Happy Halloween! Pumpkin spice is racist!
Sorry to start your day off on such tragic news, but The Washington Post let us know this month that you can't even enjoy the most basic of "basic white girl" treats without a side of white guilt.
You, like I, probably thought "Oh, The Babylon Bee has gotten a little TOO on the nose with this one" before you realized that, no, this is a genuine story from one of the nation's most prestigious newspapers.
In 2023, WaPo discovered the cutthroat spice trade of previous centuries and has now decided that we, who had nothing to do with it, should probably feel bad about it and drink our PSLs (Pumpkin Spice Lattes) with a hint more bitterness.
"Some spices are part of a natural course of trade," said Sarah Wassberg Johnson, a food historian. "It just happens that the main spices in pumpkin spice are fraught with colonizer histories."
"Fraught with colonizer histories" is journalist/academic code for the history of evil white people (the only evil people there are or have been).
Because nutmeg used to be rare and the Dutch East India Trading Company conquered an island for access to the spice in the 1600s, it "complicates" our enjoyment of pumpkin spice, which includes nutmeg, today.
Even The Post acknowledges that this is a RIDICULOUS story, as they refute the entire point in this paragraph:
"It's true that if we didn't consume food that hadn't been touched by slavery and Indigenous displacement, we wouldn't be eating a lot of food," Johnson said. "But whenever foods enter the pop culture lexicon the way pumpkin spice has in the U.S., it's important to acknowledge how it reached us."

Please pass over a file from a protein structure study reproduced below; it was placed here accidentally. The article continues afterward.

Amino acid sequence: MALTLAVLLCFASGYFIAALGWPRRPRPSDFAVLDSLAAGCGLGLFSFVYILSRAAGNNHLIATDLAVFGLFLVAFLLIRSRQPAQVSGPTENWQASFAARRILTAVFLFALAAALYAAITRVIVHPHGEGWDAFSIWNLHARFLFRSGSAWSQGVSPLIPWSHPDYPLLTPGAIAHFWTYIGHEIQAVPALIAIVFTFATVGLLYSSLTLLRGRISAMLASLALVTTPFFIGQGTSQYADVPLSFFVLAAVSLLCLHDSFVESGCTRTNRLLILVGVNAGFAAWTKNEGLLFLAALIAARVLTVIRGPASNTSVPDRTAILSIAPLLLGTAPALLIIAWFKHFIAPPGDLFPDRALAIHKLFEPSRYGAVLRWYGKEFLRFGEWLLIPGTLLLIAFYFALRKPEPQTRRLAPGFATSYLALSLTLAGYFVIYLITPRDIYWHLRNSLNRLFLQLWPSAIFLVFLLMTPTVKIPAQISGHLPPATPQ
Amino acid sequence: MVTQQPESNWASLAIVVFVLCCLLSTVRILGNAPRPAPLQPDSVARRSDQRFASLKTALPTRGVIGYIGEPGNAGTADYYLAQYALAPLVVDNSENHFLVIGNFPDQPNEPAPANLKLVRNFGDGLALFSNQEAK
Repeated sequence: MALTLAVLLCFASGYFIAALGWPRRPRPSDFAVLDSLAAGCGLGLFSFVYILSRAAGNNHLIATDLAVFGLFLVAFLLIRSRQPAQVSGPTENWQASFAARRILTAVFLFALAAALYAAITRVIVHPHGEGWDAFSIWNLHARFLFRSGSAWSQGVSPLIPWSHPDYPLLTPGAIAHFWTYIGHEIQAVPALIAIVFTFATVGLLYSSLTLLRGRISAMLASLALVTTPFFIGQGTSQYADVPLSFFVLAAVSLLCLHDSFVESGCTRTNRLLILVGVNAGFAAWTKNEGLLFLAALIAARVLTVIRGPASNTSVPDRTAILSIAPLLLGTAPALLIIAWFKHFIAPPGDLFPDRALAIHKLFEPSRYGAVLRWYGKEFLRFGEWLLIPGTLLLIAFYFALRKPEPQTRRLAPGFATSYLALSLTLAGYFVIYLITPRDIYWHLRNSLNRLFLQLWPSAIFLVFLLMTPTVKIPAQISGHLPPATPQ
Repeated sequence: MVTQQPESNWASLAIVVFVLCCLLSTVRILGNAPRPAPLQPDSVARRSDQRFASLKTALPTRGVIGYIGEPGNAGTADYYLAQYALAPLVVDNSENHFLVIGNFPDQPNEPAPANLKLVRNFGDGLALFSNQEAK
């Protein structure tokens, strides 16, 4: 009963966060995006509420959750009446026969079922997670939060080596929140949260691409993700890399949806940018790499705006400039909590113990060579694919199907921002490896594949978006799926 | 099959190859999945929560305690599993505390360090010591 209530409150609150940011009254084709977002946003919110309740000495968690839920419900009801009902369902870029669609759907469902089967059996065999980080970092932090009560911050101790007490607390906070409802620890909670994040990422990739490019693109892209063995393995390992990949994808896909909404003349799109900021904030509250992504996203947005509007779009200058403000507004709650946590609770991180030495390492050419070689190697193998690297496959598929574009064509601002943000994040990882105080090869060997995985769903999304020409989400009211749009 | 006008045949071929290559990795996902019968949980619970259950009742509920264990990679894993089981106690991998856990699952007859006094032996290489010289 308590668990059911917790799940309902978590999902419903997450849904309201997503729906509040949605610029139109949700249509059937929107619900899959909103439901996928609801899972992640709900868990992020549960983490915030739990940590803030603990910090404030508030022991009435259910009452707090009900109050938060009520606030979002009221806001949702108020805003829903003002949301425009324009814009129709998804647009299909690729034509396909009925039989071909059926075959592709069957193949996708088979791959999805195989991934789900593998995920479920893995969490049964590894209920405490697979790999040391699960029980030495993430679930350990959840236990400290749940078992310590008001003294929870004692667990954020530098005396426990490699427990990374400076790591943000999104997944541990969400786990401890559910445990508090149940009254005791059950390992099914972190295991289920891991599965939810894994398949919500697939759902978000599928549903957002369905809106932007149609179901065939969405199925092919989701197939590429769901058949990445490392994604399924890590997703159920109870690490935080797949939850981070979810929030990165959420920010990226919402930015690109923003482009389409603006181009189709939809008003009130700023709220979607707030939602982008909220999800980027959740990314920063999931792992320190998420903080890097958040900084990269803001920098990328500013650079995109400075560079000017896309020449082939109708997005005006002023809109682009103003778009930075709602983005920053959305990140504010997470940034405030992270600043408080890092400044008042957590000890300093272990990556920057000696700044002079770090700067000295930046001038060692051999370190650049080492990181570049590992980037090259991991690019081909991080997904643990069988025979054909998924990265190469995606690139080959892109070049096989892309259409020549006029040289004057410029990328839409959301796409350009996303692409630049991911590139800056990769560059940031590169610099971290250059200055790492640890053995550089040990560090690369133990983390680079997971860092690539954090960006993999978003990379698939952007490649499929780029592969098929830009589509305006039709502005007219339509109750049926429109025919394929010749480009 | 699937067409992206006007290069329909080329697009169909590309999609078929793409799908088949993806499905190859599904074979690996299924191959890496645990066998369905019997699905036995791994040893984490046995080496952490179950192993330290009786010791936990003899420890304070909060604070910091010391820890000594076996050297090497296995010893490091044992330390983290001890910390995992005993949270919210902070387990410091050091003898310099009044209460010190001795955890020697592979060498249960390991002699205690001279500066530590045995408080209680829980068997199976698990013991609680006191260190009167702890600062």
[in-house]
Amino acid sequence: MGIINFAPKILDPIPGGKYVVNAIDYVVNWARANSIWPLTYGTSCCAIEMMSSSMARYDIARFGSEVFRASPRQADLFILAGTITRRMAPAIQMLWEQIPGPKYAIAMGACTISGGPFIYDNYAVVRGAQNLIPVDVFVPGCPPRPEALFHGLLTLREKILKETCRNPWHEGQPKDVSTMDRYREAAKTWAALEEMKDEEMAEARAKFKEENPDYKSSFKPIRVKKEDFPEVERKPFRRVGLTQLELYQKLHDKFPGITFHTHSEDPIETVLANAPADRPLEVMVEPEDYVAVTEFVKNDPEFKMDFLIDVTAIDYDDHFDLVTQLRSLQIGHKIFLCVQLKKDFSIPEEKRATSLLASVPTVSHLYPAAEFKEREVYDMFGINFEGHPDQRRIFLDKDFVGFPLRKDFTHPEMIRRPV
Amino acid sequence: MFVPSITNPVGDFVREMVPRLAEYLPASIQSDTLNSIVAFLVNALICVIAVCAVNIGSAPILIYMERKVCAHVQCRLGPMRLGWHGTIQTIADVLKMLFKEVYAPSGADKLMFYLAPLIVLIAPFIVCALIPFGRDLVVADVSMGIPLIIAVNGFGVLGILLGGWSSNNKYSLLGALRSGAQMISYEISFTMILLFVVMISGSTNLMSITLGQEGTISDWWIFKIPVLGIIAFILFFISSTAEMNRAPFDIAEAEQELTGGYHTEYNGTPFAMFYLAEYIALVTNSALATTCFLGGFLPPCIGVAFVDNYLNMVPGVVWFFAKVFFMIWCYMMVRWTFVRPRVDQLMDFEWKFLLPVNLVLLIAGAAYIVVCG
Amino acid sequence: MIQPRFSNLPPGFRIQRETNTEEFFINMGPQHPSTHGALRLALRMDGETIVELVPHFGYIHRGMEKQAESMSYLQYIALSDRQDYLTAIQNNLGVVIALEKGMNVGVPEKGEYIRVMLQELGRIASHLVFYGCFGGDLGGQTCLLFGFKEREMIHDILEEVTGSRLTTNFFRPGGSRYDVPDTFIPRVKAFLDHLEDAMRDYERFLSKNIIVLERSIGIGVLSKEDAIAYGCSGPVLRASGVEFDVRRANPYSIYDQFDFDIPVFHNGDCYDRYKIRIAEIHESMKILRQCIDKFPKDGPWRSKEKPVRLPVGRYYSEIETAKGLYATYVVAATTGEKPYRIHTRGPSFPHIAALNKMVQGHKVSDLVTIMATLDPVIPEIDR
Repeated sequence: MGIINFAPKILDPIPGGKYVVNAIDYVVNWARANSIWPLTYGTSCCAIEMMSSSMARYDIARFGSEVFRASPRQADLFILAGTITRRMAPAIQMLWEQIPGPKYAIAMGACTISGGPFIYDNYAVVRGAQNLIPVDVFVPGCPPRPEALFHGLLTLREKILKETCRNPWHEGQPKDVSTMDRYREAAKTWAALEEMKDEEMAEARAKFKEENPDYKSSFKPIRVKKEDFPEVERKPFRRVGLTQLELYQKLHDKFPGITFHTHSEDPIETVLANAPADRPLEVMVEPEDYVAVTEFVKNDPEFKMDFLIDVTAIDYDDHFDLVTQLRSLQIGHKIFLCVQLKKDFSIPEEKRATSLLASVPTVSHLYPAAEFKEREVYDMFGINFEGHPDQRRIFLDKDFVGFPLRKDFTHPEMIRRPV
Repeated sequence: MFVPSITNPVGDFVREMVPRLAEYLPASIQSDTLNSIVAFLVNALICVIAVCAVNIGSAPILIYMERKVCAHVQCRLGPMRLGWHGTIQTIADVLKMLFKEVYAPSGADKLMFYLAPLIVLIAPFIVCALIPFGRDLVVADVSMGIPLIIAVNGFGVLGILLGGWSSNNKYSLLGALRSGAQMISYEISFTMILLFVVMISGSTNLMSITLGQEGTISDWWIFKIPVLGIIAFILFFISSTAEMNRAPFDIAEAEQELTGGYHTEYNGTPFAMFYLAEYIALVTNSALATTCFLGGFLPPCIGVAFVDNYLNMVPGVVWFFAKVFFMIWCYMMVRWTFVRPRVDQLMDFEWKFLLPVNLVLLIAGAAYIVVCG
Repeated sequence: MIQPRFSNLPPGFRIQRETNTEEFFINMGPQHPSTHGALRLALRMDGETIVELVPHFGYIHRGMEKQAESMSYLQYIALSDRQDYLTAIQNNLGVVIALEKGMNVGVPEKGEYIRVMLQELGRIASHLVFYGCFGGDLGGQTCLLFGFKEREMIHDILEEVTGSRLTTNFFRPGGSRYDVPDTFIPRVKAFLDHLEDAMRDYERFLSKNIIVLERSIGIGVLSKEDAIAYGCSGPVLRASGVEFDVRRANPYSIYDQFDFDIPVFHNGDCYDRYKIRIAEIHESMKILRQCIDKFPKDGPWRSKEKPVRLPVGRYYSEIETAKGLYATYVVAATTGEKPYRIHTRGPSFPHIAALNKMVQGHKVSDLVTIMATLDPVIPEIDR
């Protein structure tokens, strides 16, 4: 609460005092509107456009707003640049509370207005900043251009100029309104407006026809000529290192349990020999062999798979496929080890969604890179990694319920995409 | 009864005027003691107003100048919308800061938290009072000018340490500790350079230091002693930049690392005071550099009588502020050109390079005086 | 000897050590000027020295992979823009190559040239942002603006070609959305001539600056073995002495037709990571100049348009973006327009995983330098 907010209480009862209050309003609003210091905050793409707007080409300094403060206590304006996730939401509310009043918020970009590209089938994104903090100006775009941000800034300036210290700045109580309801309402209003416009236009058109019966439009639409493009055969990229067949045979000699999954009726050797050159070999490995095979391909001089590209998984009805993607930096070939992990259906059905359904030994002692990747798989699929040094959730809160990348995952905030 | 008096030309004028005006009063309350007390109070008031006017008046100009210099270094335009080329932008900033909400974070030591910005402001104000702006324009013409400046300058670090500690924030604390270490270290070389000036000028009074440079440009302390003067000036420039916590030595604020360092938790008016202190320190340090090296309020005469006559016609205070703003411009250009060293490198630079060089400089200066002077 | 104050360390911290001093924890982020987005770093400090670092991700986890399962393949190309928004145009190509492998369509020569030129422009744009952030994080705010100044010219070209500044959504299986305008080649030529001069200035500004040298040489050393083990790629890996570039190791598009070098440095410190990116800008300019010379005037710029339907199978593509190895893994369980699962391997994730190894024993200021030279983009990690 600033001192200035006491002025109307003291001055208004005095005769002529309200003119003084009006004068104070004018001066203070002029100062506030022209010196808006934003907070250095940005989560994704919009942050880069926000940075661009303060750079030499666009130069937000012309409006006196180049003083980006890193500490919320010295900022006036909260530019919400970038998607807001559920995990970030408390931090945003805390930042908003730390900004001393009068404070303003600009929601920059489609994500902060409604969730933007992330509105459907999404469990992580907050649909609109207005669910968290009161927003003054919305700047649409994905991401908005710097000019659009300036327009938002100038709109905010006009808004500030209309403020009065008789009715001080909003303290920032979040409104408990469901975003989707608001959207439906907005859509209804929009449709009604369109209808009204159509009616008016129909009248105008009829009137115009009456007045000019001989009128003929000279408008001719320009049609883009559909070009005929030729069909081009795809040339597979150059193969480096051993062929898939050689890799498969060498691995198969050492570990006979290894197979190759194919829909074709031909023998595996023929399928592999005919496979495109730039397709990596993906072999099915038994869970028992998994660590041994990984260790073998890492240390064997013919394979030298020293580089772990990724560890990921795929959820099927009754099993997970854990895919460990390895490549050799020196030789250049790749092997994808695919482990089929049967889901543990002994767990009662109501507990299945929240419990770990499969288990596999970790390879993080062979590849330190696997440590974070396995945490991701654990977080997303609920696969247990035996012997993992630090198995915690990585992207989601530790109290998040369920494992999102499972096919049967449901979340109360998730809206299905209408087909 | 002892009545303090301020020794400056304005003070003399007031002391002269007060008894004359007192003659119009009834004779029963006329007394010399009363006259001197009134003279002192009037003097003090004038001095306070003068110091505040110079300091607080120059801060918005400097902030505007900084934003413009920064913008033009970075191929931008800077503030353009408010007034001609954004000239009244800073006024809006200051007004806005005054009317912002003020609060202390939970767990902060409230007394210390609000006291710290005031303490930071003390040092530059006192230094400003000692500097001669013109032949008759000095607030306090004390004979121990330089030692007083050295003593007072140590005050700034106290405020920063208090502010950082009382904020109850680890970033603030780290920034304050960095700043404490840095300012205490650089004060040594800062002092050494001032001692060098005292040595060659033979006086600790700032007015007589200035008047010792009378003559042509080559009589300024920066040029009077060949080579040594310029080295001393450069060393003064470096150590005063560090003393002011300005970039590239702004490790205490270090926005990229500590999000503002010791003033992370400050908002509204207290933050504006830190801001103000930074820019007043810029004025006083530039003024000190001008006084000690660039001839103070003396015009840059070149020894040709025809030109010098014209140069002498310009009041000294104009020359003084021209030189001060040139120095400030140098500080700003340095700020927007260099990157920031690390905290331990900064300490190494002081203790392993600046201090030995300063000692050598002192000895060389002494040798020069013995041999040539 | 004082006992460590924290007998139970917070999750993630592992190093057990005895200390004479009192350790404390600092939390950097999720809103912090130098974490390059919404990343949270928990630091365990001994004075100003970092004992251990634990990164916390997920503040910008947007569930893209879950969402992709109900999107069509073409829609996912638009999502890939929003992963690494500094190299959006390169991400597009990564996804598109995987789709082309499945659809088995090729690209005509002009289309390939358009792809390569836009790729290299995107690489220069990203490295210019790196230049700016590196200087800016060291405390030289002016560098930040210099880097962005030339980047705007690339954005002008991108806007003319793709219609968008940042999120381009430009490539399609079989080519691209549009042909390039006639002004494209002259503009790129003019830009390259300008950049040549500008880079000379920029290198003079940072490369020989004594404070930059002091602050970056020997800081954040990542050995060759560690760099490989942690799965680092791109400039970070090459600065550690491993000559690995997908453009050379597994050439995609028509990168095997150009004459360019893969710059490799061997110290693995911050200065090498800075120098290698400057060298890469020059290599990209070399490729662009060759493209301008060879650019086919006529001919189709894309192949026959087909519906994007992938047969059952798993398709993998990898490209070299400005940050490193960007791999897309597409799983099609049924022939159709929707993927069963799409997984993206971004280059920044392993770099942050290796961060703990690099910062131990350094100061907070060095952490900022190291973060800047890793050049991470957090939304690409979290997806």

Slavery has existed for all of human history, so all food came from slavery, migration, and conquest/colonization in some way. Go read this history of pasta sometime. Foods like sweet corn, tomatoes, and potatoes were taken to Europe from the Americas. Do I need to profess an "acknowledgement" every time I eat sit down to dinner, WaPo?
I guess it's important to acknowledge it when it comes to pumpkin spice ESPECIALLY.
They don't say explicitly what those reasons are, other than being a pop culture phenomenon.
(But I can guess what the reasons are.)
Here's what comes up if you type in "pumpkin spice is racist" on Google:
- Premise 1: Pumpkin spice latte is associated with white women.
- Premise 2: White people are evil
- Premise 3: Evil people should feel bad about themselves.
Therefore, it's "important" to recognize the history of pumpkin spice to make the evil white women feel bad about themselves.
It's all one big endeavor to cultivate white guilt.
Enjoy your fall treats, you racist!
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